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Election violence: Uganda should learn from the Kenyan experience of 2007

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Political violence also known as Electoral violence has unfortunately already played and is anticipated to play a major role in determining the feel and outcome of the upcoming 2021 general elections.

Whereas competitive elections are by their very nature conflictual processes intended to mobilize divergent views and stimulate political competition between political actors in any given country, a red flag should be raised if this process stimulates more political violence instead.

It should be very concerning to all Ugandans of good will that our electoral process has raised a red flag already by delivering violence and death which appears to eclipse that of the 2006, 2011 and 2016 general elections combined. Media reports have put the number of dead from the November 2020 clashes between security forces and opposition supporters at 50. I shudder at the thought of what might happen on or after the election day on 14th January, 2020 if this trend is allowed to continue.

Going by the rhetoric of the rival political actors, it seems they are all determined to drive a deeper wedge in the electorate in much the same way they have been doing. This leads me to suspect that we are not preparing well for a peaceful general election. My suspicion has led to the fear that we could have reached the tipping point of Election violence. God forbid!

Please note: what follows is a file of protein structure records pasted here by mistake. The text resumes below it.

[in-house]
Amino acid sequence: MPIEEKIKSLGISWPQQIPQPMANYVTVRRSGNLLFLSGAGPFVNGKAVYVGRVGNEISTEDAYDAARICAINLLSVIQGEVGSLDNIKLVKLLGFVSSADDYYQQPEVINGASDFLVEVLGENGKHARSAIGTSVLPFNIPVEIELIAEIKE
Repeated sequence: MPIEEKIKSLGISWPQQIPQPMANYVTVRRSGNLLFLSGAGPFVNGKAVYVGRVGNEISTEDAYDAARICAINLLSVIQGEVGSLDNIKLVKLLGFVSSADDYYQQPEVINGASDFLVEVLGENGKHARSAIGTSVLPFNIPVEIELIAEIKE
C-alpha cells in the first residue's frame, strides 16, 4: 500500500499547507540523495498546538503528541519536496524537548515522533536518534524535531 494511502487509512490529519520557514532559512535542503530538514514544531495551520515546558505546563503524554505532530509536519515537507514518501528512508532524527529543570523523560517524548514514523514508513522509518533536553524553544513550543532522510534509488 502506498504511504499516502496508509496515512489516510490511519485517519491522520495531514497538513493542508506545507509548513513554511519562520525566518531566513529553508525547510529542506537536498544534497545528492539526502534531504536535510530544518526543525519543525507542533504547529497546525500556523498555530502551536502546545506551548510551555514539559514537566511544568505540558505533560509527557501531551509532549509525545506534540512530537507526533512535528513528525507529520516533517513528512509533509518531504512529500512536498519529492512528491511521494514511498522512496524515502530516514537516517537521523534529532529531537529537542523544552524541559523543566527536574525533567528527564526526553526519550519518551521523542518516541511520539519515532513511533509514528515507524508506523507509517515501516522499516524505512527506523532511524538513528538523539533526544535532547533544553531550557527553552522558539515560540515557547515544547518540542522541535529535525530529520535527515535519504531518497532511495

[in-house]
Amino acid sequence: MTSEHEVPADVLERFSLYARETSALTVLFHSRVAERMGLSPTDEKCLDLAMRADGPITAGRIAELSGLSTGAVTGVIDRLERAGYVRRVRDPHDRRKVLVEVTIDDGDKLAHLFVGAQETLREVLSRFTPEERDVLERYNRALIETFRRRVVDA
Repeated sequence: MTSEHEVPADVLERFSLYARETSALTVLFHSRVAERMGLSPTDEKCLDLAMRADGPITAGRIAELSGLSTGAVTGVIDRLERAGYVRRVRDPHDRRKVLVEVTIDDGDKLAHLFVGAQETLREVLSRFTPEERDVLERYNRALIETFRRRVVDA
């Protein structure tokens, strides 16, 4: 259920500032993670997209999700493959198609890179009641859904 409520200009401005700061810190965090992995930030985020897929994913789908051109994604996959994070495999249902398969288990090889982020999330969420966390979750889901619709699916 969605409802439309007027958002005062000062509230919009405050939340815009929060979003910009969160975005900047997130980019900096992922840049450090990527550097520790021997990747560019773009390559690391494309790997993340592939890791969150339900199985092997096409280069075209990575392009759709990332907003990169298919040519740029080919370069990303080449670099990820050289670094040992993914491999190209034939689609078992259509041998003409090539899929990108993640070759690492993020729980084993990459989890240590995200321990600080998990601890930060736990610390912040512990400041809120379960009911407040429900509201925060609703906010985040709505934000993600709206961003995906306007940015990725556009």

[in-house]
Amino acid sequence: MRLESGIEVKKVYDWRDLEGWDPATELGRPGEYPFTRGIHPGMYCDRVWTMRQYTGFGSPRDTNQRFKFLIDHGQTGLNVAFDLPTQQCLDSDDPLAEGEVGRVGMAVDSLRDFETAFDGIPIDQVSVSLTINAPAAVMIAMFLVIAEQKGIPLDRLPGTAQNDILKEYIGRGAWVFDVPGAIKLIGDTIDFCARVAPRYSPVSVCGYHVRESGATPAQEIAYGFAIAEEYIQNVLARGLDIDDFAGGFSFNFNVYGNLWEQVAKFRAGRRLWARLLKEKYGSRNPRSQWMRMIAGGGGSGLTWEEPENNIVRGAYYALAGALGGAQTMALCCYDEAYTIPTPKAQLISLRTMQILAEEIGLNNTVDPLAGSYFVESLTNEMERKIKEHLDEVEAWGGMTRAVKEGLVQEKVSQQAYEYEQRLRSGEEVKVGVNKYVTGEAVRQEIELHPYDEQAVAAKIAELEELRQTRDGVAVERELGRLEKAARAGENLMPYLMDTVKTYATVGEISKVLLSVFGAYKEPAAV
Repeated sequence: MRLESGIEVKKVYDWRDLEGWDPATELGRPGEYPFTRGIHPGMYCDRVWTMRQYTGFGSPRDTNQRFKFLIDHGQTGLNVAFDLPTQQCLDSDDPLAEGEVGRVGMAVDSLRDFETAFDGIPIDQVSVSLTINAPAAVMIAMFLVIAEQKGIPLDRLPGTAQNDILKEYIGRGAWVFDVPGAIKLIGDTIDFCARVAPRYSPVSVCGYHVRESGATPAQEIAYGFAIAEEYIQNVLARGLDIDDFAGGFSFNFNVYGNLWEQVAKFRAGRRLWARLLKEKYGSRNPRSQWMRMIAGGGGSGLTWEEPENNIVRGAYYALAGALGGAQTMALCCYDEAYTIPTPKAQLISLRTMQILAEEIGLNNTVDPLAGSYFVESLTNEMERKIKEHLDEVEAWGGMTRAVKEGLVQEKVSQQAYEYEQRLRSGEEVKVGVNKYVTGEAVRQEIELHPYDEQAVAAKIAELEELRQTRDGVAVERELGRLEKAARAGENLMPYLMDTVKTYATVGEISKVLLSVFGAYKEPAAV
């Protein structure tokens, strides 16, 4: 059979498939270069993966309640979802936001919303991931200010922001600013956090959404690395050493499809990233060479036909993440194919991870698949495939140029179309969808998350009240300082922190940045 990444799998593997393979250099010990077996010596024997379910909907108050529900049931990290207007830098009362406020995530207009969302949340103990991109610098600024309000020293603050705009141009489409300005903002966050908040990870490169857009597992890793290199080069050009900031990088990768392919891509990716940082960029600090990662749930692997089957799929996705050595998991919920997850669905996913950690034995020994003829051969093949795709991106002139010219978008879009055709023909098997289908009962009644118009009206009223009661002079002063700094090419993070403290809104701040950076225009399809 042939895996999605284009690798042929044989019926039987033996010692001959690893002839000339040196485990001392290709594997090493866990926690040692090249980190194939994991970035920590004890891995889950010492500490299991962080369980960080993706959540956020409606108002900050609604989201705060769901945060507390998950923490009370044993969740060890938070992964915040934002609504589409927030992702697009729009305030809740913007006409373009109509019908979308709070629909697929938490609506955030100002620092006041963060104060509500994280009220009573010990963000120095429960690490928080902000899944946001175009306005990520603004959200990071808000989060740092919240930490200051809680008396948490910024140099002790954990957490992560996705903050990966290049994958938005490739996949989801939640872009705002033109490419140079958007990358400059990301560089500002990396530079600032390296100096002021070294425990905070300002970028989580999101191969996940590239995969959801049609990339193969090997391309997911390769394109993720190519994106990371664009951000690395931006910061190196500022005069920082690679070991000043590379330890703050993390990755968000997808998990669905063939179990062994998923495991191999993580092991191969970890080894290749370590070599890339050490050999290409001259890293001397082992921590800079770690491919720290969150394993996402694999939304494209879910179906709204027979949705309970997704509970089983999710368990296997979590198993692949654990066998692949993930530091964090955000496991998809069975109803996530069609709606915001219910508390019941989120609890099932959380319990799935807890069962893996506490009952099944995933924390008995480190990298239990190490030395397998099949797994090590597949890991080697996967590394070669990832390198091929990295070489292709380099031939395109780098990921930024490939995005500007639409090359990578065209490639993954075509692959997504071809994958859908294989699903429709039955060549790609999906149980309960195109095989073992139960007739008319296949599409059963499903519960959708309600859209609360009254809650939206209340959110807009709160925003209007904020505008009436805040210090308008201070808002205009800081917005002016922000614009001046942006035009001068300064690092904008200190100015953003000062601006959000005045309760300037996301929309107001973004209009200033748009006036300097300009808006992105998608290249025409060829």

It is an ominous sign that election violence which is usually an entanglement involving rival political actors and groups has given birth to a progeny of intra party election violence. We all witnessed the unprecedented levels of intra party election violence in the just concluded NRM Primaries which were held in the last quarter of 2020. I had a close view of this intra party violence in some cases where I had taken a brief from aggrieved NRM party members and I was left in total shock and bewilderment.

One would have expected that the design of the electoral system of the NRM Primaries built on the principle of universal adult suffrage which replaced the electoral colleges in 2010, should have alleviated the risk of political polarization and violence within the party.

But as it turned out, the recent NRM primaries appear to have increased political polarization and violence within the party, despite the enthusiastic participation of many party faithful’s and the majestic grandeur of the Primaries which attracted envy from rival political actors.

In the story published in the Monitor Newspaper of September 5,2020 under the title 6 people Killed as Candidates Protest Results, it was reported that six people were killed during the NRM Primaries held in Isingiro, Katakwi, Namutumba and Tororo Districts. This is probably the first time in the history of Uganda that a party member has paid the price for seeking elective office within his party with his or her life.